Most modern kitchens are equipped with some sort of kitchen extractor fan. These units are not only highly functional but can be an attractive part of the kitchen's decorating scheme. Exhaust fans don't often need to be installed or replaced, but knowing a little about kitchen extractor fans can help selection and installation go more smoothly when the time comes.
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A kitchen extractor fan, sometimes referred to as an exhaust fan, is a large fan that mounts directly above the kitchen stove. The fan is encased in a metal box- or bell-shaped canopy called a range hood and is usually attached to an exhaust vent, which also concealed by the range hood. The range hood primarily serves to enhance the function of the fan and to conceal unsightly fans and vents; however, an attractive hood can also add colour and character to a kitchen.
A kitchen extractor fan has an important job to do: It must draw up all the smoke and vapours created during cooking and route them elsewhere. That's no small task, as kitchen vapours consist of not just water vapours from boiling, but also vaporised oil and grease from fried and sautéed foods. Some kitchen vans introduce fresh air into the kitchen while simultaneously removing smoke and vapours. Kitchen extractor fans are designed to reduce the amount humidity and oil in the air to prevent them from dirtying and damaging kitchen surfaces.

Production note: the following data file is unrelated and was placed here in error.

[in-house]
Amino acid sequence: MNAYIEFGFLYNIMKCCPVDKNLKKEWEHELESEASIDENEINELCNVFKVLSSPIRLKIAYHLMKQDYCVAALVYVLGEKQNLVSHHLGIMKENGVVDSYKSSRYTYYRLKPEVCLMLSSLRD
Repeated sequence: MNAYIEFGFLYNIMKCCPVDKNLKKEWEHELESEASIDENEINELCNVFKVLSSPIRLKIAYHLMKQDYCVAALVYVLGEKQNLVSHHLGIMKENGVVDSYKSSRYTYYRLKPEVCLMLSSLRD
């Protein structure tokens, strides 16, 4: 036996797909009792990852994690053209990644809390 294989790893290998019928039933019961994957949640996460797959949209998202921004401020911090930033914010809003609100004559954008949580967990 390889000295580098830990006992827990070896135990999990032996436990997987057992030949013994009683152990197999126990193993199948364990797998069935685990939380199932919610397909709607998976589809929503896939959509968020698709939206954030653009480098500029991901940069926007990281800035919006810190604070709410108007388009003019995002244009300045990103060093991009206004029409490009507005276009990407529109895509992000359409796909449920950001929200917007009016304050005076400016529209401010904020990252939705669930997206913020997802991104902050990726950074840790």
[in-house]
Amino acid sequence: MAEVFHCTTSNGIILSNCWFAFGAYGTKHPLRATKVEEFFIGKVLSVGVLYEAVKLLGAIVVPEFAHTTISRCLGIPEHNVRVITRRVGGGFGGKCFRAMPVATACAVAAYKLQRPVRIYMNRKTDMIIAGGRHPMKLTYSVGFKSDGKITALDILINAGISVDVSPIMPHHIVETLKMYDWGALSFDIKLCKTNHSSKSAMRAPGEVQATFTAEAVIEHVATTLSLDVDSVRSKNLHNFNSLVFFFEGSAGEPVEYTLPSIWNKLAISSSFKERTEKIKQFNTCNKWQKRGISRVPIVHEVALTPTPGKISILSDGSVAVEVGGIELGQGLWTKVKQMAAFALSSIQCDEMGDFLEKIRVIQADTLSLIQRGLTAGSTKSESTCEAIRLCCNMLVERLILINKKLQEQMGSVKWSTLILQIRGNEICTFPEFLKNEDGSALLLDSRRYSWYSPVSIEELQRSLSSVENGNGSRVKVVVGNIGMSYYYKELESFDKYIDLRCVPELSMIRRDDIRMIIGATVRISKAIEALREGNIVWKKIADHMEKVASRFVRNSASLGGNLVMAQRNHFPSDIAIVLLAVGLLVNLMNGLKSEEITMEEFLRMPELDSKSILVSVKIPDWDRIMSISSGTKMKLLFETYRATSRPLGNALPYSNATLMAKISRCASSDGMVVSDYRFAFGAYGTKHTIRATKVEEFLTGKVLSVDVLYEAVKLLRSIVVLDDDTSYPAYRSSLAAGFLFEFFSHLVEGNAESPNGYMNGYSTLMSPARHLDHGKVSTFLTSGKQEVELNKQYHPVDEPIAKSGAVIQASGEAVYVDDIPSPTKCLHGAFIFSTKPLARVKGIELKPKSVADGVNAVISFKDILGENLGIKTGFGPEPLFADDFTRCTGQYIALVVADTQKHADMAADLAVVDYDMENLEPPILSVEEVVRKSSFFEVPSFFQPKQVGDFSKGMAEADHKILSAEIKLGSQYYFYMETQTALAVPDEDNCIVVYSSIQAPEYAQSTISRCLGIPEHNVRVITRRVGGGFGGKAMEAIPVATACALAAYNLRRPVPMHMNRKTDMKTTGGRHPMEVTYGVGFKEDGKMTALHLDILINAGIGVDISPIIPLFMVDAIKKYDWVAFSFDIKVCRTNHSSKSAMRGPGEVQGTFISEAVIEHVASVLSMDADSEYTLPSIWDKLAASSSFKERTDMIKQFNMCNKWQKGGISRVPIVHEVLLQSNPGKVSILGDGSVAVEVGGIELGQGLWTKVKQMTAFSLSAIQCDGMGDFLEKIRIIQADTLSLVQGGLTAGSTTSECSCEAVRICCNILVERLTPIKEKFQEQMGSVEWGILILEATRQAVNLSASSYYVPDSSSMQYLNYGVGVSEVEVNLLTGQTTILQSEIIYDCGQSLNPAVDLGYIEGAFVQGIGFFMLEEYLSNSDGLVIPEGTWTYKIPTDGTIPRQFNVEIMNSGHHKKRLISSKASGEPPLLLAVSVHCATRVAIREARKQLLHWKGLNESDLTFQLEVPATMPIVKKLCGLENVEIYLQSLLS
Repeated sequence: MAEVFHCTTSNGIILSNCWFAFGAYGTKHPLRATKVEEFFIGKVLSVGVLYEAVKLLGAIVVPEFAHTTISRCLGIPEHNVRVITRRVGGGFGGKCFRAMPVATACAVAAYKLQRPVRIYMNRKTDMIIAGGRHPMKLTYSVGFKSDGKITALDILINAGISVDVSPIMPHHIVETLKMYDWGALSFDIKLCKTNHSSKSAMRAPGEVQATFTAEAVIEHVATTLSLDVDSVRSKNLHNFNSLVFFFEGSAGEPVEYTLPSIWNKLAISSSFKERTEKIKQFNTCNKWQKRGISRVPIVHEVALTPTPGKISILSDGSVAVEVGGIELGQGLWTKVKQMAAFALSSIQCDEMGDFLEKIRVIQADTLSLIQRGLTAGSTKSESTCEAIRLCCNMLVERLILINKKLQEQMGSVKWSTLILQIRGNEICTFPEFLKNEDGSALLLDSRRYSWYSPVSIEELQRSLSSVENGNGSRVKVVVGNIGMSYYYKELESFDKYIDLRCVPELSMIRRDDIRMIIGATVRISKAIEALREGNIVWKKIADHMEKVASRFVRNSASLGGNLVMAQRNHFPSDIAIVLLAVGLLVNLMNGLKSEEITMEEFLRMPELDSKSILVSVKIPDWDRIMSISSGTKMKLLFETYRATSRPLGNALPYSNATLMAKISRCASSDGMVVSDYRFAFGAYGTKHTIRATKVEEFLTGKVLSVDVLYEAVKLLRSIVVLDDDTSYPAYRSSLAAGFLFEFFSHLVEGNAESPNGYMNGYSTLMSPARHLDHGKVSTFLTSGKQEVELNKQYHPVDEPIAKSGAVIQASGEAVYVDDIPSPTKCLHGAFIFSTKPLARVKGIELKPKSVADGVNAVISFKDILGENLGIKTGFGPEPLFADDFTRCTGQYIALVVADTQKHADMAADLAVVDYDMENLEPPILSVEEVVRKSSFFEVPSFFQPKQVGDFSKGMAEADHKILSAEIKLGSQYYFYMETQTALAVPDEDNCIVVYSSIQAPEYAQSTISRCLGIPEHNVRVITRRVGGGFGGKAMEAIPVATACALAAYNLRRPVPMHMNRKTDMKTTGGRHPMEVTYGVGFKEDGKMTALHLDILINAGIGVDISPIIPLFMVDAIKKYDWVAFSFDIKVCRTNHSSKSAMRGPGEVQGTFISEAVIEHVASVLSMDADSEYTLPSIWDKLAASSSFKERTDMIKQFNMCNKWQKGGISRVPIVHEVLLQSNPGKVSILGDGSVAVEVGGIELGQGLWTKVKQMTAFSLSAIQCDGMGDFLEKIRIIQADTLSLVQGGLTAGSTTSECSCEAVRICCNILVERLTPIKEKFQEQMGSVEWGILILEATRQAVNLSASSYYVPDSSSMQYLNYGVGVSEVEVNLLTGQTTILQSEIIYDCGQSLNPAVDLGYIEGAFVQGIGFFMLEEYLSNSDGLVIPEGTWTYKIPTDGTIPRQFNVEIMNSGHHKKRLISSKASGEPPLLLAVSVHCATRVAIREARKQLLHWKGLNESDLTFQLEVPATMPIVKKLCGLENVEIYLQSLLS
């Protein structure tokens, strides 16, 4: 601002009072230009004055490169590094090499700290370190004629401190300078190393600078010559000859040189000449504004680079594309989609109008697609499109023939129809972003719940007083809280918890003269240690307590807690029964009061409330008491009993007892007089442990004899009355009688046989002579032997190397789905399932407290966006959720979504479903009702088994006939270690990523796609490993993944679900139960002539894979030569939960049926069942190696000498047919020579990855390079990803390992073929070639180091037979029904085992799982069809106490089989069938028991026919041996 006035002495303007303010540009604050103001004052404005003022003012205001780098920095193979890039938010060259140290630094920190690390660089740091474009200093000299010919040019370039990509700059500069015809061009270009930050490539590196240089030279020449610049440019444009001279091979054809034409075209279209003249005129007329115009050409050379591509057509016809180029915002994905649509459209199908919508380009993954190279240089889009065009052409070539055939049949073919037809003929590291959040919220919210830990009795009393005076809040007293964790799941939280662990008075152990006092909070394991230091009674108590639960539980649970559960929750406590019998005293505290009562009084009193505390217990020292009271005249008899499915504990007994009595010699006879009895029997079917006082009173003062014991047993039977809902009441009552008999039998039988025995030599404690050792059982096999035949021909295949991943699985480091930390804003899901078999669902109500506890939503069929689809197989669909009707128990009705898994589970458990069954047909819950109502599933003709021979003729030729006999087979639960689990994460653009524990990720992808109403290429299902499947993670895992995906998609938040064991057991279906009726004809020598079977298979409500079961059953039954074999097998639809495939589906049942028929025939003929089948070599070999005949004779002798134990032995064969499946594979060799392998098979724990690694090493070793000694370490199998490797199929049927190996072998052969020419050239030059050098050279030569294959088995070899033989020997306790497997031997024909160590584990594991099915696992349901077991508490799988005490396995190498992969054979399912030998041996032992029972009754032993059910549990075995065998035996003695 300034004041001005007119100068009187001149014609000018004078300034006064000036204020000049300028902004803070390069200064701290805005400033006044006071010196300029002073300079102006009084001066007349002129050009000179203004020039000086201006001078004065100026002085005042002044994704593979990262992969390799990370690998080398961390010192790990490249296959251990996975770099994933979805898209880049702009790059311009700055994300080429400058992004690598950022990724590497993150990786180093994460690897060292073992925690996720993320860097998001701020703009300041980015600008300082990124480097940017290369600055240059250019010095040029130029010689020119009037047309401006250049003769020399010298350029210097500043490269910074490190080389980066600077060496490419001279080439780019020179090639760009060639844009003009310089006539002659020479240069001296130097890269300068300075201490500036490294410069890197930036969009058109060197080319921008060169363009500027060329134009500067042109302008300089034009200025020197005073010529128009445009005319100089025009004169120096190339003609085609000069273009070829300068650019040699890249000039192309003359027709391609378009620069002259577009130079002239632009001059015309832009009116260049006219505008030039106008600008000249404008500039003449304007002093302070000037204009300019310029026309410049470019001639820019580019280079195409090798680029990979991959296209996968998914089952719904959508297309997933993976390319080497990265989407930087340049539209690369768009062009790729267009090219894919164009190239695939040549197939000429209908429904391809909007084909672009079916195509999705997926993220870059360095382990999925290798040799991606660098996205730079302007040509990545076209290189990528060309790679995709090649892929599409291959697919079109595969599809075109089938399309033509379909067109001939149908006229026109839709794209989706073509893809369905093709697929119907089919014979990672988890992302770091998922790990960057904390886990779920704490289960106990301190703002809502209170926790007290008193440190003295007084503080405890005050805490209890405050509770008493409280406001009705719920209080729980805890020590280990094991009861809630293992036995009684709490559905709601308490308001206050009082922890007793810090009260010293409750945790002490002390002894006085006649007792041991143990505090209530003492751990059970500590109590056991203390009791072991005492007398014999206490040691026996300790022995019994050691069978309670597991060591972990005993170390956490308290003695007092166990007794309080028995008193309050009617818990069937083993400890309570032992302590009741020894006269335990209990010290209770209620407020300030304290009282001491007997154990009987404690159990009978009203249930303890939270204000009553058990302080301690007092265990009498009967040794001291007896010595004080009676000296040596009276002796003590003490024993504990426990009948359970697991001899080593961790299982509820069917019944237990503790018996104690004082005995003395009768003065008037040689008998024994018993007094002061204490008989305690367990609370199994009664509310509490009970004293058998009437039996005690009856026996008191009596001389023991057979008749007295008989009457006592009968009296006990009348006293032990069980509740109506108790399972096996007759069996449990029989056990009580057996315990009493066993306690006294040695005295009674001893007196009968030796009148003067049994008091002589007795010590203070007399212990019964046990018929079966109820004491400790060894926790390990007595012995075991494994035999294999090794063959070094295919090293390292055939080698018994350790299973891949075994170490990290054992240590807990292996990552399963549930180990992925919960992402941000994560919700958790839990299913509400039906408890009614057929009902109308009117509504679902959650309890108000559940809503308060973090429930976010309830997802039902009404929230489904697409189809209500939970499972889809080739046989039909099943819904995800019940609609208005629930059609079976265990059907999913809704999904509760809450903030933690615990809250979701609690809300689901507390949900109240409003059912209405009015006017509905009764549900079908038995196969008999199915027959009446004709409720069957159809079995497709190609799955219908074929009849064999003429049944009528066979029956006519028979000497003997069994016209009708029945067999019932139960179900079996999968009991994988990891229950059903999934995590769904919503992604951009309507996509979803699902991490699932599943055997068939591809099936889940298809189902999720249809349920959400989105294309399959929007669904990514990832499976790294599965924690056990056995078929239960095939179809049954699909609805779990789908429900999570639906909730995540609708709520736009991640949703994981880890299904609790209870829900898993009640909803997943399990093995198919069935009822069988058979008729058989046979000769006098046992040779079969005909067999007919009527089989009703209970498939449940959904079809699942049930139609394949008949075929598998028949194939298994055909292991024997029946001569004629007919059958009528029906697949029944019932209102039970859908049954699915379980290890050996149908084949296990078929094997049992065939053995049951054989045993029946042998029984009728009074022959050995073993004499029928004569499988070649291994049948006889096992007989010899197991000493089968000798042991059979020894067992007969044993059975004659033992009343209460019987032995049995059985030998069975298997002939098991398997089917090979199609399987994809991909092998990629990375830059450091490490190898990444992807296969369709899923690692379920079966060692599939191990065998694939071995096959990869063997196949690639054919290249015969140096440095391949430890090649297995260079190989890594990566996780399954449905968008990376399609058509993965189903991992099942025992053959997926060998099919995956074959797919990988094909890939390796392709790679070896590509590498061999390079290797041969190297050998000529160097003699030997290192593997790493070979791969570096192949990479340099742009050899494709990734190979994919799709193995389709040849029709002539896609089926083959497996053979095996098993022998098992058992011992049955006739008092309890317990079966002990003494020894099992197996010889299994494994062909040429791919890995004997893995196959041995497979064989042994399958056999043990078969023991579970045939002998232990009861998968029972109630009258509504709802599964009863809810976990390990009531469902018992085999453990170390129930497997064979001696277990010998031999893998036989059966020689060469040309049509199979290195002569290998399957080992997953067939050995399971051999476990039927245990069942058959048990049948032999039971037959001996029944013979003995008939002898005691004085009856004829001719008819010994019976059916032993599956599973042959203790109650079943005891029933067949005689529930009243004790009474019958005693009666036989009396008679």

The most common types of kitchen extractor fans are updraft fans, downdraft fans and nonvented exhaust fans. Updraft fans are the most popular among these types, and because they take advantage of the upward motion of kitchen vapours, they're extremely effective. Updraft fans are easier to install than downdraft fans, because the ducting is installed in walls and ceilings, rather than through flooring. Downdraft fans force vapours down to venting that's usually located below the vent, often at the base of a cabinet or on the floor. Nonvented fans circulate kitchen vapours; however, the absence of ductwork means vapours cannot be removed.
Choosing a Fan
Consider budget, usage and kitchen layout when choosing a kitchen extractor fan. For most home kitchens, a variable-speed extractor works well and will operate fairly quietly. A large-capacity fan is a more appropriate choice for a kitchen that gets heavy use or for installation over a kitchen island. When kitchen layout or lack of space prevent overhead ducting, a downdraft fan may be the only viable option; however, a home improvement expert can offer advice on which fans to buy.
Measure your cooking surface and make sure the hood you've chosen is at least as wide as the cooking surface. Read and follow the manufacturer's instructions before beginning installation. Install smooth-walled, metal ductwork in as straight a line as possible from the fan to the outside wall where fumes and vapours will be vented. The fewer bends there are in the ducting, the better the extractor system will function.
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